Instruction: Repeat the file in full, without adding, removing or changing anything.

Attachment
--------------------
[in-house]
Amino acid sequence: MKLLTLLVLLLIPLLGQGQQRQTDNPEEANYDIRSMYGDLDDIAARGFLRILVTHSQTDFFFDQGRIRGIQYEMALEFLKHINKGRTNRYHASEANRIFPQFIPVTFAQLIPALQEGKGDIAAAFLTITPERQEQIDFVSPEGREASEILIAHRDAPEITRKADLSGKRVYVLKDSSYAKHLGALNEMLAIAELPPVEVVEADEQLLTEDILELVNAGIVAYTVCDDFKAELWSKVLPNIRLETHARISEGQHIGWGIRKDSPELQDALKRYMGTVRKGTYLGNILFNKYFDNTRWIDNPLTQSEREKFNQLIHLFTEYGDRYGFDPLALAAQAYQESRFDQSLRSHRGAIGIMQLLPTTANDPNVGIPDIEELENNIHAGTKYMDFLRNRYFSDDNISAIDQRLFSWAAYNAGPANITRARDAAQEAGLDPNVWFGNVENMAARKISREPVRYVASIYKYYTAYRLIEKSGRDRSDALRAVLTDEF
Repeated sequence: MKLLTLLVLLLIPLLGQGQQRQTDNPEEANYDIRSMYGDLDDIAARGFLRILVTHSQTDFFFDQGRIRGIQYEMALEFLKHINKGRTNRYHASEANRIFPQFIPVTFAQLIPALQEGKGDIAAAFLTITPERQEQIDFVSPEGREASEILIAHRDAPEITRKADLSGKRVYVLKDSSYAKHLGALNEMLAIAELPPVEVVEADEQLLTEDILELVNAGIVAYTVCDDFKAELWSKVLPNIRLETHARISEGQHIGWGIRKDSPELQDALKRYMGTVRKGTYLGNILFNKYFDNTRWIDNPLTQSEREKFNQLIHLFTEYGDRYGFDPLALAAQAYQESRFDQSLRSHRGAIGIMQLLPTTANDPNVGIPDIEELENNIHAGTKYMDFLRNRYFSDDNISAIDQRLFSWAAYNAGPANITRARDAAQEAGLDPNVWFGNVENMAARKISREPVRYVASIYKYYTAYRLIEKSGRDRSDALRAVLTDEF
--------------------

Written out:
[in-house]
Amino acid sequence: MKLLTLLVLLLIPLLGQGQQRQTDNPEEANYDIRSMYGDLDDIAARGFLRILVTHSQTDFFFDQGRIRGIQYEMALEFLKHINKGRTNRYHASEANRIFPQFIPVTFAQLIPALQEGKGDIAAAFLTITPERQEQIDFVSPEGREASEILIAHRDAPEITRKADLSGKRVYVLKDSSYAKHLGALNEMLAIAELPPVEVVEADEQLLTEDILELVNAGIVAYTVCDDFKAELWSKVLPNIRLETHARISEGQHIGWGIRKDSPELQDALKRYMGTVRKGTYLGNILFNKYFDNTRWIDNPLTQSEREKFNQLIHLFTEYGDRYGFDPLALAAQAYQESRFDQSLRSHRGAIGIMQLLPTTANDPNVGIPDIEELENNIHAGTKYMDFLRNRYFSDDNISAIDQRLFSWAAYNAGPANITRARDAAQEAGLDPNVWFGNVENMAARKISREPVRYVASIYKYYTAYRLIEKSGRDRSDALRAVLTDEF
Repeated sequence: MKLLTLLVLLLIPLLGQGQQRQTDNPEEANYDIRSMYGDLDDIAARGFLRILVTHSQTDFFFDQGRIRGIQYEMALEFLKHINKGRTNRYHASEANRIFPQFIPVTFAQLIPALQEGKGDIAAAFLTITPERQEQIDFVSPEGREASEILIAHRDAPEITRKADLSGKRVYVLKDSSYAKHLGALNEMLAIAELPPVEVVEADEQLLTEDILELVNAGIVAYTVCDDFKAELWSKVLPNIRLETHARISEGQHIGWGIRKDSPELQDALKRYMGTVRKGTYLGNILFNKYFDNTRWIDNPLTQSEREKFNQLIHLFTEYGDRYGFDPLALAAQAYQESRFDQSLRSHRGAIGIMQLLPTTANDPNVGIPDIEELENNIHAGTKYMDFLRNRYFSDDNISAIDQRLFSWAAYNAGPANITRARDAAQEAGLDPNVWFGNVENMAARKISREPVRYVASIYKYYTAYRLIEKSGRDRSDALRAVLTDEF